Though shorter email subject lines generally correlate with higher open and click rates, subject-line word order and content may be just as important to email performance, according to research by Epsilon.
The analysis (pdf), which involved more than one billion emails over nearly 20,000 separate campaigns sent out by several of Epsilon’s US-based clients in the retail and consumer services industries, found that the relationship between subject-line length and open and click rates is not as strong as previously thought.
Overall, shorter subject lines do correlate with higher open rates and click rates for both industries, Epsilon said. However, the rates vary by company.
For example, the open rates for several consumer services clients show a high negative correlation with subject line length, while one client did have a high correlation of subject line length to clicks:
In contrast, for most other companies in the study, Epsilon found the relationship between subject email performance to be relatively weak.
Moreover, Epsilon also analyzed the content of subject lines and found that word order, word choice, and brand and audience awareness are critical success factors as well.
“Marketers should keep in mind that most recipients will likely decide to open an email based on their relationship with the sender and the first 38 to 47 characters of the subject line,” the report stated. “However, that decision may depend less on a subject line of 38 to 47 characters,and more on the information those 38 to 47 characters contain. campaign, the vital piece of information may be the brand name. For another, it may be the consumer benefit.”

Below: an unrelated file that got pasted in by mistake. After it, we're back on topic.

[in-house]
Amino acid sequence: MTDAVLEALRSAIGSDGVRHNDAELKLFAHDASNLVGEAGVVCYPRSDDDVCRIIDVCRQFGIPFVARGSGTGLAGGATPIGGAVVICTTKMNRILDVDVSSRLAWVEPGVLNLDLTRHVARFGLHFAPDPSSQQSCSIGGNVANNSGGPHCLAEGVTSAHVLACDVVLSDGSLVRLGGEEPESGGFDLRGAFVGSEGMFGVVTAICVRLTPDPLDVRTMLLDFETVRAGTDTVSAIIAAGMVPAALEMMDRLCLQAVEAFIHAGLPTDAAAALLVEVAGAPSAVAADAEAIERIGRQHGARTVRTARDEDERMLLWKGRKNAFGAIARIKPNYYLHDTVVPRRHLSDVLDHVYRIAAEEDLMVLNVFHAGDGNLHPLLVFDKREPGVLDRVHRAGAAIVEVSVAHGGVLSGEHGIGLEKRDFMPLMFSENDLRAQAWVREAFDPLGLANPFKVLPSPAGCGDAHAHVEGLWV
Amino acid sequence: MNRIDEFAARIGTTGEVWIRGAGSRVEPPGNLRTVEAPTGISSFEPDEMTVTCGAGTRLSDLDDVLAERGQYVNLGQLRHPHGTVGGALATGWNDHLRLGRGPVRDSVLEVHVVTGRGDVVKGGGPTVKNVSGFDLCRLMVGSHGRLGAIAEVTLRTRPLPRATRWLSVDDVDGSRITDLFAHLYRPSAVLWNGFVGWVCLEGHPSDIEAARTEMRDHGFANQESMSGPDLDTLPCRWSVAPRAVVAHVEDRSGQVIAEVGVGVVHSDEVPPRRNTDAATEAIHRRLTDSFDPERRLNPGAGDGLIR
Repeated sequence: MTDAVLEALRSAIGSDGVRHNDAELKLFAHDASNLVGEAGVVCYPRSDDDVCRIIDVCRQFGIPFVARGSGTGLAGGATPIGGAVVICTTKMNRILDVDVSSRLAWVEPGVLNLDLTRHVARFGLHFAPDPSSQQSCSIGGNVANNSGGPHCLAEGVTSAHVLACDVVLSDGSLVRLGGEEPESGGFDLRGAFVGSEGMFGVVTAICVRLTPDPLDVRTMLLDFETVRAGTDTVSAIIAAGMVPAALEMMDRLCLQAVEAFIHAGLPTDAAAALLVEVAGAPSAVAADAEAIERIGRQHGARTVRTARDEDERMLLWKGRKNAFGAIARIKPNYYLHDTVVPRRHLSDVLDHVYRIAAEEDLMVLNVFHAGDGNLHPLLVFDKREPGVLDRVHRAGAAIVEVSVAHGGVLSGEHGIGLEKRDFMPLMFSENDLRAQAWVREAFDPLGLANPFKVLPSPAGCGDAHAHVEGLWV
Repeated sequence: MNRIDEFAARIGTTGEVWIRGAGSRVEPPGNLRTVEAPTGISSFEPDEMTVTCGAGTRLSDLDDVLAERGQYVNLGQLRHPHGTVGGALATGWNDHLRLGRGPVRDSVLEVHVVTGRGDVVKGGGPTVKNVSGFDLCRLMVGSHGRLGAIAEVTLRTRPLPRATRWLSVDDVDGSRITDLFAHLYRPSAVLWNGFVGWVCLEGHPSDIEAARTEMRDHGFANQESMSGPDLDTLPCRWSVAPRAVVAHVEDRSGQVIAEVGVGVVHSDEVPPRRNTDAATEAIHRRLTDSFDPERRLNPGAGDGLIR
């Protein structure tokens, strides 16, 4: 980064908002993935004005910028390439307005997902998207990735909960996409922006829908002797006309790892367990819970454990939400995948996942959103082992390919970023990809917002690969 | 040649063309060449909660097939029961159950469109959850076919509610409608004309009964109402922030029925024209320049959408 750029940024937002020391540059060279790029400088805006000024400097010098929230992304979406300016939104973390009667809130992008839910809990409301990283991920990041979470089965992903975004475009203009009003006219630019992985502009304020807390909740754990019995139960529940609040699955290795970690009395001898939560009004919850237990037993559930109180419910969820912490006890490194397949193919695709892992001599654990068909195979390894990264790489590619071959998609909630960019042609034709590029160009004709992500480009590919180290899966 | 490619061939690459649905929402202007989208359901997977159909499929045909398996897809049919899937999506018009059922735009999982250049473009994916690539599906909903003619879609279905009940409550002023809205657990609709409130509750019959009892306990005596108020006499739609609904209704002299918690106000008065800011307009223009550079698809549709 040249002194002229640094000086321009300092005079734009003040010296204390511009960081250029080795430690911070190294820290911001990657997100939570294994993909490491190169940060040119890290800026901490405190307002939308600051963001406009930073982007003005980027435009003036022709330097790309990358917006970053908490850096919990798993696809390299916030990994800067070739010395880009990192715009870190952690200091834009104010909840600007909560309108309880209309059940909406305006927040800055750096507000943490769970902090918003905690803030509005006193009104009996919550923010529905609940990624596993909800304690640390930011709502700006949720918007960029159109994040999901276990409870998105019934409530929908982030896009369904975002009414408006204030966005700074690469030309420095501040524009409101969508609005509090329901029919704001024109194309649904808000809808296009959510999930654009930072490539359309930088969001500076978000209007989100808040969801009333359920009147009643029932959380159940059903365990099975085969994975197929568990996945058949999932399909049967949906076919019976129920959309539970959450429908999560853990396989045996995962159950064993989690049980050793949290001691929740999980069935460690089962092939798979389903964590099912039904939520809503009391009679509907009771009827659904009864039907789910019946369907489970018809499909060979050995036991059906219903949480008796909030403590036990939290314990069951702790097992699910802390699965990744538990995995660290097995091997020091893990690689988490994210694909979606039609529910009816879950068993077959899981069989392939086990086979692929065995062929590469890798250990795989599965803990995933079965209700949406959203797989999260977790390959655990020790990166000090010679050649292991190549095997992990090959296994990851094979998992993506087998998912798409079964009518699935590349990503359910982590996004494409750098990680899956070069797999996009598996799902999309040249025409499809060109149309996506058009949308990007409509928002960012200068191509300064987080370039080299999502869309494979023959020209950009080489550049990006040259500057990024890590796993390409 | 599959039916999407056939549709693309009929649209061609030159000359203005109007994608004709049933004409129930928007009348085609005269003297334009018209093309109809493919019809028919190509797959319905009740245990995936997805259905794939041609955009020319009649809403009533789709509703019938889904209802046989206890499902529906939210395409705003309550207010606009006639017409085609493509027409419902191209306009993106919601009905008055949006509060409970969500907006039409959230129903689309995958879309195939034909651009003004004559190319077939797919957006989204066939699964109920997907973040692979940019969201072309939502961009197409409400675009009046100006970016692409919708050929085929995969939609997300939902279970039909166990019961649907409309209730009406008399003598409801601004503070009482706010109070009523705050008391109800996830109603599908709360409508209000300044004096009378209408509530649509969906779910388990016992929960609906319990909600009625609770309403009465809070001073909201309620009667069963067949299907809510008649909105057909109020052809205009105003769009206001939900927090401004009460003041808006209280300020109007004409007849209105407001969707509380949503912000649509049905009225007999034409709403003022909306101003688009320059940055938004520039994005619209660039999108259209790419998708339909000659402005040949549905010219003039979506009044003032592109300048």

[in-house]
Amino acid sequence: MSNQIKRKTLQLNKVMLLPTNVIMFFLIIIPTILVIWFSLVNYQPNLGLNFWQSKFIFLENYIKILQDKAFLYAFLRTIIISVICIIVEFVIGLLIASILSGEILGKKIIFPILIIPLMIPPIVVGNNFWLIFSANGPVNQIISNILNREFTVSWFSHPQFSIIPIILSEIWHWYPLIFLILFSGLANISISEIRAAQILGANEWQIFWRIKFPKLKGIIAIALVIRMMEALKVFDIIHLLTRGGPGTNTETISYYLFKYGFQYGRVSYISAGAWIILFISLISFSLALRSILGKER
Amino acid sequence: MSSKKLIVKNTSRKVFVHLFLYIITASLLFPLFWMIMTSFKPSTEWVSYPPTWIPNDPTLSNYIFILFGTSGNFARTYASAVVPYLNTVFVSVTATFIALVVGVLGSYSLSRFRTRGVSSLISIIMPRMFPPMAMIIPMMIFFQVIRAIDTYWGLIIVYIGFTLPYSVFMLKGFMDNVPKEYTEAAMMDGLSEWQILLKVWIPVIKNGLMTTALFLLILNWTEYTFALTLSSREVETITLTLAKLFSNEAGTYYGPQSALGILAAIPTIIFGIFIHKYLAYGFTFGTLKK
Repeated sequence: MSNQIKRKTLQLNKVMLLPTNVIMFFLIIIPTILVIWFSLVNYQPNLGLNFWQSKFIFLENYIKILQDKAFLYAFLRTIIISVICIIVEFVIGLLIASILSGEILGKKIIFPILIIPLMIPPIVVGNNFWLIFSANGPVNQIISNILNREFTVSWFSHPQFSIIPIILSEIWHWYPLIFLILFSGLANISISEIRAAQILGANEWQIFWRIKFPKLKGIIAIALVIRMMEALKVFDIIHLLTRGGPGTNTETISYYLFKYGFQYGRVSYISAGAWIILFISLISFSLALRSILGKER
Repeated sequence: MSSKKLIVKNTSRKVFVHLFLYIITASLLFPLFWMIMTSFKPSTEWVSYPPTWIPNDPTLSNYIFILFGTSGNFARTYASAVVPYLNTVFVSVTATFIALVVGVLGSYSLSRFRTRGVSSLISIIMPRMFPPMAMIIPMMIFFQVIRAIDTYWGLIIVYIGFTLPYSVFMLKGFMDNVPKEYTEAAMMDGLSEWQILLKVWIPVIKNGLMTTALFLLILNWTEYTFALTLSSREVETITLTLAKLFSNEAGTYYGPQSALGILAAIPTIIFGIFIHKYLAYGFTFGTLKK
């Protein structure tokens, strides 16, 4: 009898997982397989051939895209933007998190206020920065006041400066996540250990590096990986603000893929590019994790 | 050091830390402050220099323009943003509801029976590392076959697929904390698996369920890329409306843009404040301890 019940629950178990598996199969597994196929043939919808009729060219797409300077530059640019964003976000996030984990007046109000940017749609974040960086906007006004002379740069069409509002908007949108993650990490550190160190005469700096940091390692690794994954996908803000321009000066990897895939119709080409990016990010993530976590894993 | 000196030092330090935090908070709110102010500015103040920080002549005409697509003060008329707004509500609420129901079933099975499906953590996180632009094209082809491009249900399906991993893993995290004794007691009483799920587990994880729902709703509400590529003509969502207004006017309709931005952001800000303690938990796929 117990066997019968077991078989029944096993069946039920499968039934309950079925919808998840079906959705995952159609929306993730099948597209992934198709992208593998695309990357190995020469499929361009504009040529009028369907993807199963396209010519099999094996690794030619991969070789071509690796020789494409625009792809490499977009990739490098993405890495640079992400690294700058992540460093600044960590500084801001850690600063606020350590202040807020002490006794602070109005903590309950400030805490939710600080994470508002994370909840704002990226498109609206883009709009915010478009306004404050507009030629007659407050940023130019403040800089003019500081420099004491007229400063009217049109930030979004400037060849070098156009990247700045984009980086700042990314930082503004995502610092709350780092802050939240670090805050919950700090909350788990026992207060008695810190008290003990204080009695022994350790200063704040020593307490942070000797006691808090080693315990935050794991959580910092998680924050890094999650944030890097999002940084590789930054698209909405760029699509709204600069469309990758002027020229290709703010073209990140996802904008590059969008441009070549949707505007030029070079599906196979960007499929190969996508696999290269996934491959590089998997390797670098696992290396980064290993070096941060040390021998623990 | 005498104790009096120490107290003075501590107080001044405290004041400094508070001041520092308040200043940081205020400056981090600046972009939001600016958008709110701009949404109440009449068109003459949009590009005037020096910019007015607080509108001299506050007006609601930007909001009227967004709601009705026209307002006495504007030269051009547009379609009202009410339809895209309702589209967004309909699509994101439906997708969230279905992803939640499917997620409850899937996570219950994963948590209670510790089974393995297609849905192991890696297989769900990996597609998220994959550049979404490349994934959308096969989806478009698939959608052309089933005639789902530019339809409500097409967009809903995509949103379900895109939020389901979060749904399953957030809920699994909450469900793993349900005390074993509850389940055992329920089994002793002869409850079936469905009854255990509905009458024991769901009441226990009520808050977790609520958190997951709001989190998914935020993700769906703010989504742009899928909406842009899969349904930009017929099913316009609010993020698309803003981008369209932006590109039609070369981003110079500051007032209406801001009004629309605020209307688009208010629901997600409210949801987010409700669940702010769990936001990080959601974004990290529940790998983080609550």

Overall, Epsilon recommends that marketers should rethink how they develop subject lines and place increased emphasis on positioning the most important elements first – a concept the company calls “pole position” writing. This includes front loading subject lines with the most important information, keeping the subject line as short as possible to convey the message and using longer subject lines only when there is a compelling reason to do so.
“Companies are spending little time thinking about and testing subject lines, compared with the resources and time devoted to creative development,” said Thane Stallings, senior analytic consultant, Epsilon Strategic Services. “The reality is that more people will see a subject line than its accompanying creative.”